Cawthron’s innovative new ‘Shellfish Tower’ structure a practical solution for open ocean farming

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By Milthon Lujan

A recently published study has shown that an innovative new open ocean aquaculture structure is a promising solution for marine farming of shellfish and other species in exposed waters.

Aquaculture researchers at Nelson’s Cawthron Institute worked with a team of international researchers and industry partners to design and test the ‘Shellfish Tower’ structure through an MBIE Endeavour Fund project that began in 2016.

Five years on, a full-scale prototype of the Shellfish Tower has been trialed in partnership with Opotiki’s Whakatohea Mussels and shown great potential as a farming system for mussel spat and oysters, and other species like scallops, lobsters, sponges and tunicates.

The trial also confirmed the structure performs well in the high-energy open ocean environment, tolerating wave heights of over 7m and currents of over 0.8m/s.

With limited space in sheltered coastal areas for farming, environmental pressures like climate change and the desire to diversify aquaculture species, research leader Kevin Heasman of Cawthron Institute said structures that enable offshore farming in challenging high-energy environments are an essential part of aquaculture’s future.

“The Government’s Aquaculture Strategy has set a target of growing revenue to $3b p.a. by 2035 and we believe this is possible, but it will require investment in research and technology to underpin and support expansion,” Kevin Heasman said.

“We want to see marine farmers working in exposed waters around the world empowered with a variety of tools to support different species.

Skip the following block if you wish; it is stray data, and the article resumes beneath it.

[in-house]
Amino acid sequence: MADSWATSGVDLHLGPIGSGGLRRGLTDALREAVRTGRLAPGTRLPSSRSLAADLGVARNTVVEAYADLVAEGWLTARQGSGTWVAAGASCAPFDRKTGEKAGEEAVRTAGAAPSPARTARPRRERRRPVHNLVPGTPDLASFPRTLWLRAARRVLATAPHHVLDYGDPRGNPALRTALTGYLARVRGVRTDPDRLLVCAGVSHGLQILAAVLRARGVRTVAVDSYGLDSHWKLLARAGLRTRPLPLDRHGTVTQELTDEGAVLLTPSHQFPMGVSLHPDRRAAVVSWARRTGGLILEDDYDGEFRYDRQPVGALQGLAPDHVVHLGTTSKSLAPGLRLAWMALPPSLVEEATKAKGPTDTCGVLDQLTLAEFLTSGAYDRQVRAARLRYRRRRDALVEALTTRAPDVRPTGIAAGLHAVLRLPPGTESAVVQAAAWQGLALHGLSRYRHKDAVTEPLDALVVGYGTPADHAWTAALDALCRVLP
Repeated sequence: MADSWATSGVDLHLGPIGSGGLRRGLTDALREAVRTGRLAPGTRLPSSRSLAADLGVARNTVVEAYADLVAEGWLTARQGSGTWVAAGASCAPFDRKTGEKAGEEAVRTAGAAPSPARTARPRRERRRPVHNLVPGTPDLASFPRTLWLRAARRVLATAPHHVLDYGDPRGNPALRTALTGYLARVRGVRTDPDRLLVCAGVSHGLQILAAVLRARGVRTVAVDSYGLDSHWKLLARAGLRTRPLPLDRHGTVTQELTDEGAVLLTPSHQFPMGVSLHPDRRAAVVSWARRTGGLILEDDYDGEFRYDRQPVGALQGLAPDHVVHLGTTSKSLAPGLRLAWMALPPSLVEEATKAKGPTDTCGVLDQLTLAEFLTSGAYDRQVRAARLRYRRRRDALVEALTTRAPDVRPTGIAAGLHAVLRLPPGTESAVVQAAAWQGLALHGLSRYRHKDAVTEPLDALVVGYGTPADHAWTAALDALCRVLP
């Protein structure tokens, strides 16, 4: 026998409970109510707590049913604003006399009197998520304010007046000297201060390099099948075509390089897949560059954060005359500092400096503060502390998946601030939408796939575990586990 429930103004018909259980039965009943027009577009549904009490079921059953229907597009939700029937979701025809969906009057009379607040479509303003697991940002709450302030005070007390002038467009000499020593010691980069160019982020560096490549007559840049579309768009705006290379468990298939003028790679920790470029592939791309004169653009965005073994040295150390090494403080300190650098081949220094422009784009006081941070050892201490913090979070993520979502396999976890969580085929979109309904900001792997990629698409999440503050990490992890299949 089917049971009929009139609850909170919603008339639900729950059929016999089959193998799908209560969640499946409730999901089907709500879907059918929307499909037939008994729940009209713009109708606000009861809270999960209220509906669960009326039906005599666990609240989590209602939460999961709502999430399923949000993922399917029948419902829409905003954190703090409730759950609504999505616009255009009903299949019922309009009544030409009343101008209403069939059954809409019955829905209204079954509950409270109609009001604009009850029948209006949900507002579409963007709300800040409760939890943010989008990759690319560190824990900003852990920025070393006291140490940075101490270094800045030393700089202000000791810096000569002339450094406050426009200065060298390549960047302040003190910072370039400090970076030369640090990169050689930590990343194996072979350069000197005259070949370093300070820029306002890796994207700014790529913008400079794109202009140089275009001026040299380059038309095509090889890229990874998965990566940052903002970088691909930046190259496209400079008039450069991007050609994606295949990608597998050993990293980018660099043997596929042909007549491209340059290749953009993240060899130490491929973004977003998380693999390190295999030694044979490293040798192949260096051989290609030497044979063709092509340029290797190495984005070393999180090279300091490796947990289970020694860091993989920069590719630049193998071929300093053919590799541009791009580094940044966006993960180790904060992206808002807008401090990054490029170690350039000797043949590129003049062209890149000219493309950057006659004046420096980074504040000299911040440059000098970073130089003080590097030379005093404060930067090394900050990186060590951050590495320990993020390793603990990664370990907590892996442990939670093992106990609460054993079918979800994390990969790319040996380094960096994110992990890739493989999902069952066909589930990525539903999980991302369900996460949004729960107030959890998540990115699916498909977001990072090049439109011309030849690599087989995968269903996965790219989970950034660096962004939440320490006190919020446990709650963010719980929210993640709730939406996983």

“We chose to collaborate with aquaculture industry partners at Whakatohea Mussels, Wakatu Incorporation and Sanford Ltd. because they are already committed to innovative R&D that will advance New Zealand’s aquaculture industry and they have commercial and operational experience in both inshore and offshore farming that was invaluable in informing the design of the structure.”

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The Shellfish Tower was modelled, tested and refined in partnership with researchers at the Technical University of Braunschweig and Leibniz University in Hannover and the Alfred Wegener Institute in Bremerhaven. This process involved testing a small scale prototype in hi-tech wave flumes and a 3D wave and current basin to see how it responded in a simulated open ocean environment.

Cawthron Institute’s CEO Volker Kuntzsch said the Shellfish Tower is an example of innovative and transformative technology that will help marine farmers take advantage of the opportunities the open ocean represents.

“The Shellfish Tower’s success demonstrates that offshore farming is now developing into an increasingly practical opportunity that will enable the growth of New Zeaand’s aquaculture industry, for shellfish and other species, producing high-quality, sustainable food and creating employment opportunities in coastal regions,” Mr Kuntzsch said.

Max Kennedy, Manager Contestable Investments at MBIE, said the goal of the fund is to support scientific excellence and deliver high economic, environmental and societal impact.

“The Endeavour Fund supports ambitious, transformative research, science and innovation projects that generate new knowledge and create new opportunities, which is why MBIE invested in Cawthron Institute’s open ocean aquaculture farming systems research and development programme,” Max Kennedy said.

“This project in particular has seen Cawthron Institute in Nelson work with some of the world’s leading open ocean engineering and marine farming experts and build strong international relationships that will support future collaboration.”

Reference (open access):
Heasman, Kevin & Scott, Nicholas & Smeaton, Malcolm & Goseberg, Nils & Hildebrandt, Arndt & Vitasovich, Peter & Elliot, Andrew & Mandeno, Michael & Buck, Bela. (2021). –NC-ND license New system design for the cultivation of extractive species at exposed sites – Part 1: System design, deployment and first response to high-energy environments. Applied Ocean Research. 110. 102603.

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Source: Cawthron Institute

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